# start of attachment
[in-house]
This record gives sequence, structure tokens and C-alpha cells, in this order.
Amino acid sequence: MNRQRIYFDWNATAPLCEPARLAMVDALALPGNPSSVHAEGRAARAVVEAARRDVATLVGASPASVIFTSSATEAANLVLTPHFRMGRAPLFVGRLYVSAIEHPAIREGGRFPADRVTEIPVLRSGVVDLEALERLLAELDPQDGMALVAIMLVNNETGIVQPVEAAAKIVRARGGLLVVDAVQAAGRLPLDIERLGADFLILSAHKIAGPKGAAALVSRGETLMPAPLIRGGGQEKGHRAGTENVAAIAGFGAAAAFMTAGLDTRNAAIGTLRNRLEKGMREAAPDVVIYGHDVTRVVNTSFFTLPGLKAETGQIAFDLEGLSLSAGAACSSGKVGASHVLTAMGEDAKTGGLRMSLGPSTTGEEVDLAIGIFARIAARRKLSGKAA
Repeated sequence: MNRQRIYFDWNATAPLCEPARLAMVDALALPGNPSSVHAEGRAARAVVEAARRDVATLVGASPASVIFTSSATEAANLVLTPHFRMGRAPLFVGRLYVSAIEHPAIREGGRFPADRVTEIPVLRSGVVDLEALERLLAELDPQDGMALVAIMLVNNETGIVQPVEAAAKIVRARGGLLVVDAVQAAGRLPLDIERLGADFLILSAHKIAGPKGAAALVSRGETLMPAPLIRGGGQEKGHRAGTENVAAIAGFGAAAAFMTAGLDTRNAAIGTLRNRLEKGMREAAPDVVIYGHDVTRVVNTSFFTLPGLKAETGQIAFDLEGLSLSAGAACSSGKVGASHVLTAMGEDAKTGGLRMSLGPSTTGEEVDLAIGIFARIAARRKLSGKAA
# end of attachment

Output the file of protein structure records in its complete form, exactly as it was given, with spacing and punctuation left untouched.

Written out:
[in-house]
This record gives sequence, structure tokens and C-alpha cells, in this order.
Amino acid sequence: MNRQRIYFDWNATAPLCEPARLAMVDALALPGNPSSVHAEGRAARAVVEAARRDVATLVGASPASVIFTSSATEAANLVLTPHFRMGRAPLFVGRLYVSAIEHPAIREGGRFPADRVTEIPVLRSGVVDLEALERLLAELDPQDGMALVAIMLVNNETGIVQPVEAAAKIVRARGGLLVVDAVQAAGRLPLDIERLGADFLILSAHKIAGPKGAAALVSRGETLMPAPLIRGGGQEKGHRAGTENVAAIAGFGAAAAFMTAGLDTRNAAIGTLRNRLEKGMREAAPDVVIYGHDVTRVVNTSFFTLPGLKAETGQIAFDLEGLSLSAGAACSSGKVGASHVLTAMGEDAKTGGLRMSLGPSTTGEEVDLAIGIFARIAARRKLSGKAA
Repeated sequence: MNRQRIYFDWNATAPLCEPARLAMVDALALPGNPSSVHAEGRAARAVVEAARRDVATLVGASPASVIFTSSATEAANLVLTPHFRMGRAPLFVGRLYVSAIEHPAIREGGRFPADRVTEIPVLRSGVVDLEALERLLAELDPQDGMALVAIMLVNNETGIVQPVEAAAKIVRARGGLLVVDAVQAAGRLPLDIERLGADFLILSAHKIAGPKGAAALVSRGETLMPAPLIRGGGQEKGHRAGTENVAAIAGFGAAAAFMTAGLDTRNAAIGTLRNRLEKGMREAAPDVVIYGHDVTRVVNTSFFTLPGLKAETGQIAFDLEGLSLSAGAACSSGKVGASHVLTAMGEDAKTGGLRMSLGPSTTGEEVDLAIGIFARIAARRKLSGKAA